Installations of the containers and their lighting fixtures are required on two different occasions: At initial construction, and again on resurfacing or repaving. The process of resurfacing (repaving) buries the flanges on the embedded containers under the pavement. Consequently height adjusting devices with flanges identical to those of the embedded containers are used to raise the container to the new surface level so that lighting fixtures can be installed and aligned above the pavement. In many instances, this requires core-drilling the newly poured or placed pavement down to the now buried top flange of the embedded container.

Depending on the lengths of the runways and taxiways, thousands of these embedded containers are affected, and a wide variety of height adjustments can be involved for differing sizes of embedded containers. In such an adjustment system, fixed-length extensions must be made available in many different lengths to provide the required gross height adjustments. A combination of one or more flat spacer rings, which are manufactured in thicknesses of {fraction (1/16)}, ⅛, , and inch (1.6, 3.2, 6.3, and 12.7 millimeters, approximately), and other thicknesses, can be used to provide the final height.

Typical fixed-length extensions have one inverted flange on each end to bolt onto the embedded container, and then flat rings are added on top of the fixed-length extension top flange to make finer adjustments before the lighting fixture is bolted onto the flange.

The fixed-length extensions and the flat spacer rings must be individually ordered to the required length. This adjustment system makes conventional installation a difficult and tedious procedure involving (1) field measurement of each individual fixed extension length and flat spacer ring required for every container; (2) record keeping of all those field measurements and locations for ordering and verification; (3) ordering, receiving, and delivering to the field each size according to its location; and (4) frequently having to install more than one flat spacer ring to achieve the required height. The listed complications for the difficult conventional installation procedure are further magnified by the fact that the embedded containers are made in 4 different sizes: 10, 12, 15, and 16 inches (25.4, 30.5, 38.1, and 40.6 centimeters, approximately) in diameter.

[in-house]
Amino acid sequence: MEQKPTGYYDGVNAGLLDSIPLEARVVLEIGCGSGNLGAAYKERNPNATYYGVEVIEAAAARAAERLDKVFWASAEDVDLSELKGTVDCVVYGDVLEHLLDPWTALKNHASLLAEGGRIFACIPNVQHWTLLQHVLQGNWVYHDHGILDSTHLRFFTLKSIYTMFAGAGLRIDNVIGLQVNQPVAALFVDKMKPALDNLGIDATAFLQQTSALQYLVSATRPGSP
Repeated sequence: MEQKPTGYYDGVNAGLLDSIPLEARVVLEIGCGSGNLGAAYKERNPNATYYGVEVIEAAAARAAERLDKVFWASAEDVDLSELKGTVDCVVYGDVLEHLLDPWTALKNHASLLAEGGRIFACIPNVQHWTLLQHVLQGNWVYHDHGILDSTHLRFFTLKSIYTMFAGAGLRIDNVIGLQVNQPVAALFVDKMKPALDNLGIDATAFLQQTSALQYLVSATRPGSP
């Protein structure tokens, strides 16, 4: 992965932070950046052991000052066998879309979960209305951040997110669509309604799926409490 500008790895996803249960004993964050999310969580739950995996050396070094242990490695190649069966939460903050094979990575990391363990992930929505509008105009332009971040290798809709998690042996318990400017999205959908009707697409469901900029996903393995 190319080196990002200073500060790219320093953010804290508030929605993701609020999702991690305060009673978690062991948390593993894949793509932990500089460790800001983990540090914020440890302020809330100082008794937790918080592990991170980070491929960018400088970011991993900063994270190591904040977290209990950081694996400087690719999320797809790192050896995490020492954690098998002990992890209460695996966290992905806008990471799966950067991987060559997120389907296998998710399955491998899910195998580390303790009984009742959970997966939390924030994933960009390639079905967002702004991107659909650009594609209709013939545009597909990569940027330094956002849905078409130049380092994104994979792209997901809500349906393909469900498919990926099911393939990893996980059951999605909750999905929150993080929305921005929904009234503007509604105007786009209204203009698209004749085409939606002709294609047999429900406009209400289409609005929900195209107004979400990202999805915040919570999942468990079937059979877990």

Remembering that embedded containers below the pavement surface serve as light fixture bases, transformer housings and junction boxes, and depending on the location of these containers, one appreciates that they are exposed to varying degrees and types of forces applied to them by the aircraft and other vehicular traffic in that location. For example, runway and taxiway centerline light fixtures, and the containers they are bolted onto, are subjected to direct aircraft and other heavy vehicular loading applied to the top flange of the container and forces transmitted down to its walls.

The disclosure of U.S. Pat. No. 5,779,349 teaches the use of mating threaded extension to vary the height of the extensions. The disadvantages of the acme thread feature of the prior art are that it requires an extra manufacturing step (which is eliminated by the instant invention) and reduces the diameter of the in-ground container, whereas the present invention maintains the diameter of the in-ground container in the extensions.

SUMMARY OF THE INVENTION